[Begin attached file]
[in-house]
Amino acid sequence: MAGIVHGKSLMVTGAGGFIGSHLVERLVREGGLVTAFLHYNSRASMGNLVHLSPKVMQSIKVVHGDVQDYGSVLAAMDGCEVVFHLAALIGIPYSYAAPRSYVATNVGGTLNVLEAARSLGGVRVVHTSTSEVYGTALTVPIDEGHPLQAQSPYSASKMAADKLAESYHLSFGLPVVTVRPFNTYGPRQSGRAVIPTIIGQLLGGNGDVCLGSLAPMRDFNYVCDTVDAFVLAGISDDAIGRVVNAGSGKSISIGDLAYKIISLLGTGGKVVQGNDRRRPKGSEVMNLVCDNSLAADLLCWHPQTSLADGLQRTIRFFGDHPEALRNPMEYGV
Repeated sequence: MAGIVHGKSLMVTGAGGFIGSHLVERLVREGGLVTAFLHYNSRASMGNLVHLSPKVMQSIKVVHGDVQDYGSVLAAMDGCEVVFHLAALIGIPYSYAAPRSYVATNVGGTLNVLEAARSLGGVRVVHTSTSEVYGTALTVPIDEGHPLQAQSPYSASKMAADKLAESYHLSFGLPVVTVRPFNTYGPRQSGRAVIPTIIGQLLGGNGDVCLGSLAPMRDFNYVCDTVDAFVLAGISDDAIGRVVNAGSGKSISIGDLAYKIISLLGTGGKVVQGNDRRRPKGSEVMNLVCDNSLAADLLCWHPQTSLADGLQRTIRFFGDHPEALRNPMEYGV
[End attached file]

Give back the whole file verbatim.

[in-house]
Amino acid sequence: MAGIVHGKSLMVTGAGGFIGSHLVERLVREGGLVTAFLHYNSRASMGNLVHLSPKVMQSIKVVHGDVQDYGSVLAAMDGCEVVFHLAALIGIPYSYAAPRSYVATNVGGTLNVLEAARSLGGVRVVHTSTSEVYGTALTVPIDEGHPLQAQSPYSASKMAADKLAESYHLSFGLPVVTVRPFNTYGPRQSGRAVIPTIIGQLLGGNGDVCLGSLAPMRDFNYVCDTVDAFVLAGISDDAIGRVVNAGSGKSISIGDLAYKIISLLGTGGKVVQGNDRRRPKGSEVMNLVCDNSLAADLLCWHPQTSLADGLQRTIRFFGDHPEALRNPMEYGV
Repeated sequence: MAGIVHGKSLMVTGAGGFIGSHLVERLVREGGLVTAFLHYNSRASMGNLVHLSPKVMQSIKVVHGDVQDYGSVLAAMDGCEVVFHLAALIGIPYSYAAPRSYVATNVGGTLNVLEAARSLGGVRVVHTSTSEVYGTALTVPIDEGHPLQAQSPYSASKMAADKLAESYHLSFGLPVVTVRPFNTYGPRQSGRAVIPTIIGQLLGGNGDVCLGSLAPMRDFNYVCDTVDAFVLAGISDDAIGRVVNAGSGKSISIGDLAYKIISLLGTGGKVVQGNDRRRPKGSEVMNLVCDNSLAADLLCWHPQTSLADGLQRTIRFFGDHPEALRNPMEYGV